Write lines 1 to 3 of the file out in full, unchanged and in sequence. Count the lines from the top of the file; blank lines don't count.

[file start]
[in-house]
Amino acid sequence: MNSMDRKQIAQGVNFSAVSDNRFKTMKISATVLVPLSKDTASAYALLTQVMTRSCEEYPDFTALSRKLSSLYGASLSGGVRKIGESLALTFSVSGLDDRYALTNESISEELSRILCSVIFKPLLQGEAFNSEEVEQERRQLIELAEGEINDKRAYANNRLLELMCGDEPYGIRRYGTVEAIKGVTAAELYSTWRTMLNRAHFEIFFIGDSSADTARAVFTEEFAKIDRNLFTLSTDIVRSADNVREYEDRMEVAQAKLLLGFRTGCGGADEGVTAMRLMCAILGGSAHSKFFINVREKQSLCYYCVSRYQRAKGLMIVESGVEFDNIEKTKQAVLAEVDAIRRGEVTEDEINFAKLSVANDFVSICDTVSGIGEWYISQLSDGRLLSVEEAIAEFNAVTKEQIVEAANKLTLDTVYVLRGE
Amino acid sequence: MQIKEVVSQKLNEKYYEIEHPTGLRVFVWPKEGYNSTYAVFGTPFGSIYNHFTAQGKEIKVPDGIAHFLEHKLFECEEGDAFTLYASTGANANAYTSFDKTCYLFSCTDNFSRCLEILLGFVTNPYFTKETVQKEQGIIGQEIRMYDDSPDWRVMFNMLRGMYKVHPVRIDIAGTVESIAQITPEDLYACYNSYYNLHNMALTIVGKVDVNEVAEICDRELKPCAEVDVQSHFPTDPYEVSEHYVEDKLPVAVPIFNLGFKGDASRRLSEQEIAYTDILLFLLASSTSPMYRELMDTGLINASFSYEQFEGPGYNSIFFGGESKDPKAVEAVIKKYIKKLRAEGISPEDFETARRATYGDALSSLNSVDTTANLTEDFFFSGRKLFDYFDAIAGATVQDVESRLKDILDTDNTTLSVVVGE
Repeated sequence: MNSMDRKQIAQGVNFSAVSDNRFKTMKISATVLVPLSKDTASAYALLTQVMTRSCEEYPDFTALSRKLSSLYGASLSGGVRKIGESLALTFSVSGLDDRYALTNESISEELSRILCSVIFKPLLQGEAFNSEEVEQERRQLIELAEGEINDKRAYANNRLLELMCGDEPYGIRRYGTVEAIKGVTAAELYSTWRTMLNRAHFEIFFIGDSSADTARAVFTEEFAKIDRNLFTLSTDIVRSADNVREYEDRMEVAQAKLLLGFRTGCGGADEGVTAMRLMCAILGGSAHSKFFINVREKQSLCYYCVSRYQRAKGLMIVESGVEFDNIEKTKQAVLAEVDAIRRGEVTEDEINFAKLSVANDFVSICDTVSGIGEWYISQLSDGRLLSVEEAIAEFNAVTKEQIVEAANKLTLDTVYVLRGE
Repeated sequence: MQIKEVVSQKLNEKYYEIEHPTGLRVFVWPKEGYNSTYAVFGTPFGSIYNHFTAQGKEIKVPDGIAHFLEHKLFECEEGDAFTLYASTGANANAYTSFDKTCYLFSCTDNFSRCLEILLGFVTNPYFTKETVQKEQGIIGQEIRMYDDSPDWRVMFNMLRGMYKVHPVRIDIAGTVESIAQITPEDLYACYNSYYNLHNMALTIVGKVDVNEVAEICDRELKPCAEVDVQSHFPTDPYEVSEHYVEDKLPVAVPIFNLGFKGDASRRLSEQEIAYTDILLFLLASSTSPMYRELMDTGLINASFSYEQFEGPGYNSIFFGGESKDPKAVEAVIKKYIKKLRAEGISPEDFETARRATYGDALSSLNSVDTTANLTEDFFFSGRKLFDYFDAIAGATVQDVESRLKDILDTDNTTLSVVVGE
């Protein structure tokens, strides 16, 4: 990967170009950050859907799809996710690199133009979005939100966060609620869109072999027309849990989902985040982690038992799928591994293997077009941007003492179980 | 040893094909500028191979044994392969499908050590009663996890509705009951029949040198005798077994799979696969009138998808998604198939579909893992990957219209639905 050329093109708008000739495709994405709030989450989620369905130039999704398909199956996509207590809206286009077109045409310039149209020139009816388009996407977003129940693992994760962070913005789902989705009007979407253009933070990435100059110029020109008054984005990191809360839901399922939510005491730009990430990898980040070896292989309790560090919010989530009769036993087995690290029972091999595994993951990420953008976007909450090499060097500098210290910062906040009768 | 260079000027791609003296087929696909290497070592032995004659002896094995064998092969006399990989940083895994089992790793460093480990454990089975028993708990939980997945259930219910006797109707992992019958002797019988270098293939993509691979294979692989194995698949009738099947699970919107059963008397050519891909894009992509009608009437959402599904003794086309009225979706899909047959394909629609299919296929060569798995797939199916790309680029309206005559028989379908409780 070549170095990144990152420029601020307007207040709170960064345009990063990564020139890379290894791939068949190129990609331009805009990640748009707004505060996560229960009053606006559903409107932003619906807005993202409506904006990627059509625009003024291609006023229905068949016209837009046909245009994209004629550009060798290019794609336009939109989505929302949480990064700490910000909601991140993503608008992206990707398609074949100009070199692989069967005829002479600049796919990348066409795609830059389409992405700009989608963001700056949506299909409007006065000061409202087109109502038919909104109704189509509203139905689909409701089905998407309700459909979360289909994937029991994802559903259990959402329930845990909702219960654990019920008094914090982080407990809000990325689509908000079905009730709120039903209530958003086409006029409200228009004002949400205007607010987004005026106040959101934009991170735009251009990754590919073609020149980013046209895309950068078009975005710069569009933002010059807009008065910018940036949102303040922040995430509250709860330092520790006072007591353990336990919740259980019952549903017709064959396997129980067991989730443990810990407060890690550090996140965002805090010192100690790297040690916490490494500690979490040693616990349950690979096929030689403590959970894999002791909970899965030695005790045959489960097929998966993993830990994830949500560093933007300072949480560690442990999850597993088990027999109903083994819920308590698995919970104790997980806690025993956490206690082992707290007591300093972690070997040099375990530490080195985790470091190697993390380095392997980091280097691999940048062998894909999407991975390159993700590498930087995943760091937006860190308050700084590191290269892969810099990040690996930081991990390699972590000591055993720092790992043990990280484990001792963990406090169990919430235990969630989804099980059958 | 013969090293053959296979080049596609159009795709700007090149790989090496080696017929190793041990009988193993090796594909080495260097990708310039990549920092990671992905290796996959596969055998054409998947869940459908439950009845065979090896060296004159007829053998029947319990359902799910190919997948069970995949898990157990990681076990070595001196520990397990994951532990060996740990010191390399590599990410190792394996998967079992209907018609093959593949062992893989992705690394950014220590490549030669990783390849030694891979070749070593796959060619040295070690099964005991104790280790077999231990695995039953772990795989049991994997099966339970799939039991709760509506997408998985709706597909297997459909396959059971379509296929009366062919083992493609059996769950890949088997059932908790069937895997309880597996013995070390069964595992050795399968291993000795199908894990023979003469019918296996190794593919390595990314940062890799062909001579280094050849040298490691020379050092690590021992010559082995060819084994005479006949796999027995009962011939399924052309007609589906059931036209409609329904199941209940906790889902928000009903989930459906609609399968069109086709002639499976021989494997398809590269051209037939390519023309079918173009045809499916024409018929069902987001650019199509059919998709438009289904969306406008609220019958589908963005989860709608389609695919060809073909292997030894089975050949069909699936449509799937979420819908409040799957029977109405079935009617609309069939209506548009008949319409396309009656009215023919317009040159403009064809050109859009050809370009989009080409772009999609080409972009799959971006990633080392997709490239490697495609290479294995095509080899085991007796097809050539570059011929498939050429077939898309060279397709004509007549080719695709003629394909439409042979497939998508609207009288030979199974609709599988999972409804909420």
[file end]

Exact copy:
[in-house]
Amino acid sequence: MNSMDRKQIAQGVNFSAVSDNRFKTMKISATVLVPLSKDTASAYALLTQVMTRSCEEYPDFTALSRKLSSLYGASLSGGVRKIGESLALTFSVSGLDDRYALTNESISEELSRILCSVIFKPLLQGEAFNSEEVEQERRQLIELAEGEINDKRAYANNRLLELMCGDEPYGIRRYGTVEAIKGVTAAELYSTWRTMLNRAHFEIFFIGDSSADTARAVFTEEFAKIDRNLFTLSTDIVRSADNVREYEDRMEVAQAKLLLGFRTGCGGADEGVTAMRLMCAILGGSAHSKFFINVREKQSLCYYCVSRYQRAKGLMIVESGVEFDNIEKTKQAVLAEVDAIRRGEVTEDEINFAKLSVANDFVSICDTVSGIGEWYISQLSDGRLLSVEEAIAEFNAVTKEQIVEAANKLTLDTVYVLRGE
Amino acid sequence: MQIKEVVSQKLNEKYYEIEHPTGLRVFVWPKEGYNSTYAVFGTPFGSIYNHFTAQGKEIKVPDGIAHFLEHKLFECEEGDAFTLYASTGANANAYTSFDKTCYLFSCTDNFSRCLEILLGFVTNPYFTKETVQKEQGIIGQEIRMYDDSPDWRVMFNMLRGMYKVHPVRIDIAGTVESIAQITPEDLYACYNSYYNLHNMALTIVGKVDVNEVAEICDRELKPCAEVDVQSHFPTDPYEVSEHYVEDKLPVAVPIFNLGFKGDASRRLSEQEIAYTDILLFLLASSTSPMYRELMDTGLINASFSYEQFEGPGYNSIFFGGESKDPKAVEAVIKKYIKKLRAEGISPEDFETARRATYGDALSSLNSVDTTANLTEDFFFSGRKLFDYFDAIAGATVQDVESRLKDILDTDNTTLSVVVGE